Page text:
Citizenship Through Naturalization
All persons born or naturalized in the United States, and subject to the jurisdiction thereof, are citizens of the United States and of the state wherein they reside. No state shall make or enforce any law which shall abridge the privileges or immunities of citizens of the United States; nor shall any state deprive any person of life, liberty, or property, without due process of law; nor deny to any person within its jurisdiction the equal protection of the laws. – XIV Amendment to the U.S. Constitution
For generations of immigrants, American citizenship was the end of a long journey, from the nationality of their birth, to full membership in the political and social community of their adopted land. Today, citizenship continues to hold great significance for new Americans.
Citizenship gives Americans the right to vote, to sit on juries and to fully participate in American democracy. But citizenship also offers very tangible tax advantages as well as access to public benefits, which are unavailable to non-citizens. In addition, it should be emphasized that U.S. citizenship gives people the opportunity to sponsor certain foreign family members for legal permanent residence in the U.S.
Some individuals, even some individuals not born in the U.S., are citizens at birth. Other people may automatically become citizens by operation of law. Other individuals become citizens through a process known as Naturalization. The general requirements for administrative naturalization include:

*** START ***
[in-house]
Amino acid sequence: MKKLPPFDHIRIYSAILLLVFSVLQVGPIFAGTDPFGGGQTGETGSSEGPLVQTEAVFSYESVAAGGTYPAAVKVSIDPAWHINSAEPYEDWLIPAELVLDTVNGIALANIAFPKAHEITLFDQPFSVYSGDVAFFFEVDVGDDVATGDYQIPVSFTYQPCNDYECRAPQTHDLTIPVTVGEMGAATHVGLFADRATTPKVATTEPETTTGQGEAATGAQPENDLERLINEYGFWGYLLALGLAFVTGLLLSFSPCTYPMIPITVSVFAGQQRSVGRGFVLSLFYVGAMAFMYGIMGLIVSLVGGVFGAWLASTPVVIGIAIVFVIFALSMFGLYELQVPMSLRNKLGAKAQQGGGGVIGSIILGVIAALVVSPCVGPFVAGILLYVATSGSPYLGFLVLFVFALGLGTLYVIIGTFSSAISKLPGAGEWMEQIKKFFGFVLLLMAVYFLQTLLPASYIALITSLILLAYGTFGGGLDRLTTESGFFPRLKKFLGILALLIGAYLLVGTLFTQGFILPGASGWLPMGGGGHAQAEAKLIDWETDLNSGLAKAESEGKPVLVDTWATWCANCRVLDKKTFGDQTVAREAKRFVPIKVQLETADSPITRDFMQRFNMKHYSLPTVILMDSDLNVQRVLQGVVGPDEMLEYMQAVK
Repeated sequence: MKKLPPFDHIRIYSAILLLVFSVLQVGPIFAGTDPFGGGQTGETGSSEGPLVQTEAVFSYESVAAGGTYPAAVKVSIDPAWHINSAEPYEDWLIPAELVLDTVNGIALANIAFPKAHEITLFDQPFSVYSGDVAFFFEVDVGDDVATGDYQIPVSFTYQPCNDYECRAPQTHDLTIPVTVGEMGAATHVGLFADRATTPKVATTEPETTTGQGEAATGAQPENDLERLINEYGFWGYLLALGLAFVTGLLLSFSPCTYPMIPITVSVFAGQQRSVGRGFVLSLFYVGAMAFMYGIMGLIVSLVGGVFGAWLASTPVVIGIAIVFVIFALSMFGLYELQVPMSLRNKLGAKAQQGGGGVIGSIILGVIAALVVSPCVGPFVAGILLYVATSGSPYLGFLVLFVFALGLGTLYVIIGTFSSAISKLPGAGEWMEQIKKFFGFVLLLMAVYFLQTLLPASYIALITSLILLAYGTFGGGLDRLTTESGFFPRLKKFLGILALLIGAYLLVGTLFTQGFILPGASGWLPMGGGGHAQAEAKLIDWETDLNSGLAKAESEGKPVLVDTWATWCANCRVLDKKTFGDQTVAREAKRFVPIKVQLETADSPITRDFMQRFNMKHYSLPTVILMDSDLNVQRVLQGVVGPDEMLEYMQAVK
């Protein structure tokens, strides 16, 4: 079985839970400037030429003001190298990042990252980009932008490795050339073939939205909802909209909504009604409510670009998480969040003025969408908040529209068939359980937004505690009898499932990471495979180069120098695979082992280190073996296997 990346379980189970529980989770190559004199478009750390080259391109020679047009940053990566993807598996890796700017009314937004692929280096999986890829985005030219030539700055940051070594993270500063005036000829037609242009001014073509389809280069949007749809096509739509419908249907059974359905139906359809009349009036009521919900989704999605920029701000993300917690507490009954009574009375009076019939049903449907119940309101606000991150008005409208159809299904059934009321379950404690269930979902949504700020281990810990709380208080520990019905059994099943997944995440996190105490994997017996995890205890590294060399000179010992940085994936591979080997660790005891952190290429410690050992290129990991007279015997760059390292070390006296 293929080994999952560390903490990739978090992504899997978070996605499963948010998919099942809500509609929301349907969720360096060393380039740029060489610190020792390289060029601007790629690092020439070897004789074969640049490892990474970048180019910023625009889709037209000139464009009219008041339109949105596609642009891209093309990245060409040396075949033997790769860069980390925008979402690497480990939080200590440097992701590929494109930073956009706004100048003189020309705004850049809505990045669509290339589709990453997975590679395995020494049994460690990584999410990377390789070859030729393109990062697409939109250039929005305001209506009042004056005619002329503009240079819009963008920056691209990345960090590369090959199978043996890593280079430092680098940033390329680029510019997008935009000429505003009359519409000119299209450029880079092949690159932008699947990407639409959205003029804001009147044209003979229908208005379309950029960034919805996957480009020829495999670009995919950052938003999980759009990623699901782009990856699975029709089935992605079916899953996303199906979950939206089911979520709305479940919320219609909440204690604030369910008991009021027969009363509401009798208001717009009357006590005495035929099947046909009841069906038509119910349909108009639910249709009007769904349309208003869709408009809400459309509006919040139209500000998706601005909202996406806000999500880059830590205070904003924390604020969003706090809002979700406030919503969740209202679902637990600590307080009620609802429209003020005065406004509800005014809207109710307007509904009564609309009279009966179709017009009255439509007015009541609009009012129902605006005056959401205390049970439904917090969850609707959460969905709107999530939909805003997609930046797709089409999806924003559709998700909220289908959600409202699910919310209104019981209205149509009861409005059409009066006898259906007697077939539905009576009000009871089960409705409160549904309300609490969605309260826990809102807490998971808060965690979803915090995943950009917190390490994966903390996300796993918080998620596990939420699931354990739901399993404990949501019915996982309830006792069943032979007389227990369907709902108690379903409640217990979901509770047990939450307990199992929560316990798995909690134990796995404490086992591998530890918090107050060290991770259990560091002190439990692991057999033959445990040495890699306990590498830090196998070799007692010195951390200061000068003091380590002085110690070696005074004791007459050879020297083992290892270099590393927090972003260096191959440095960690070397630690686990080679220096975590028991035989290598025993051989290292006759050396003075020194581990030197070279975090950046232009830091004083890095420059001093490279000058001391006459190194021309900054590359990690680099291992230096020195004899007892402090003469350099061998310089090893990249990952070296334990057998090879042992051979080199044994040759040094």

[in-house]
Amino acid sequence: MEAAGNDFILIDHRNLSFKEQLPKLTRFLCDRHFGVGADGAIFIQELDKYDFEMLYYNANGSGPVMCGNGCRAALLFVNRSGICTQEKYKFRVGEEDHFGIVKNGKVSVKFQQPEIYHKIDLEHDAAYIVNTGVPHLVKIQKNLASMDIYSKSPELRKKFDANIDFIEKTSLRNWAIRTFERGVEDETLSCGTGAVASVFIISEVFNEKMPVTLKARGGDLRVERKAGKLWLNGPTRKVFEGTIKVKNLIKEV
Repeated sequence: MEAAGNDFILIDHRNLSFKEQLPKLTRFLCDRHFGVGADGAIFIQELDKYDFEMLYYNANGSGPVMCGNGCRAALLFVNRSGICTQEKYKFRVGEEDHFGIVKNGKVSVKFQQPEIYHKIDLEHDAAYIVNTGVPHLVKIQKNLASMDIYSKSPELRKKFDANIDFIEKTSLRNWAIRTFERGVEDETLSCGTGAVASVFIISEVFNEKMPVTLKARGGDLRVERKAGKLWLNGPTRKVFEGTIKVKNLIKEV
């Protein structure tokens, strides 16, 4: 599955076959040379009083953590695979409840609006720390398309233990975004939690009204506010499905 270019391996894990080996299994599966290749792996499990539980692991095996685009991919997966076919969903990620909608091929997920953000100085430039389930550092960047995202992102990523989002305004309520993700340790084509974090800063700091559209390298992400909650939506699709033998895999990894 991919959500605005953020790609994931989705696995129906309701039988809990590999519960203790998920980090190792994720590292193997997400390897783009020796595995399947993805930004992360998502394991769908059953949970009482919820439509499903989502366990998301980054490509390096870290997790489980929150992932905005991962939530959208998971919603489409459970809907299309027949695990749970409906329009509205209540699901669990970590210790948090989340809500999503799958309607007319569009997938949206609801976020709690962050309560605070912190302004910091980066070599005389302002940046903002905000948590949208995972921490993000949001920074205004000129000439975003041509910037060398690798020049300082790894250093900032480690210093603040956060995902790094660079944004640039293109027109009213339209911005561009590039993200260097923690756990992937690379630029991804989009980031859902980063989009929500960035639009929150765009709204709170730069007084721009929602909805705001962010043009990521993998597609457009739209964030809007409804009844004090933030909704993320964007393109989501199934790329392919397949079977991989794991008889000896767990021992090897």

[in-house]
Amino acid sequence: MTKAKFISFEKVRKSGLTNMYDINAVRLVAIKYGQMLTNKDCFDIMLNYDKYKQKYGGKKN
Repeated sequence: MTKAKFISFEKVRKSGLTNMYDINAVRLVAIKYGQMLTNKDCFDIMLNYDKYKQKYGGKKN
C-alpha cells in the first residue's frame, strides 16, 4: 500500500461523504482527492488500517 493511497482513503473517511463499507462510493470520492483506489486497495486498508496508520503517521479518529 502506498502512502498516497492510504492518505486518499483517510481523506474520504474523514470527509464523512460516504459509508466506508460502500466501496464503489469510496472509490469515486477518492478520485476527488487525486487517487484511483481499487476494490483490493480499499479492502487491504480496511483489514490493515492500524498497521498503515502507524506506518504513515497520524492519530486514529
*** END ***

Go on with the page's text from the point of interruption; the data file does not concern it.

- a period of continuous legal residence and physical presence in the United States;
- an ability to read, write, and speak English;
- an understanding of U.S. history and government;
- good moral character;
- attachment to the principles of the U.S. Constitution; and,
- favorable disposition toward the United States.
Please note that recent changes in the law now make it easier for U.S. military personnel to naturalize. In addition, for citizens of many countries, becoming a U.S. citizen does not result in the loss of their original citizenship.
In addition, in 2000, Congress passed the Child Citizenship Act (CCA), which allows any child under the age of 18 who is adopted by a U.S. citizen and immigrates to the United States to acquire immediate citizenship.
It is often said that citizenship application is a easy filing. However, it is also the application that involves many problematic issues: residence and good moral character are two of the most complex issues that arise in citizenship applications. Many individuals are not eligible for citizenship, such as those convicted of one or more crimes. It is no uncommon that an alien is put into deportation when he/she is filing an application for naturalization. If you have some concerns about your past records, you should consult an immigration attorney prior to filing for citizenship.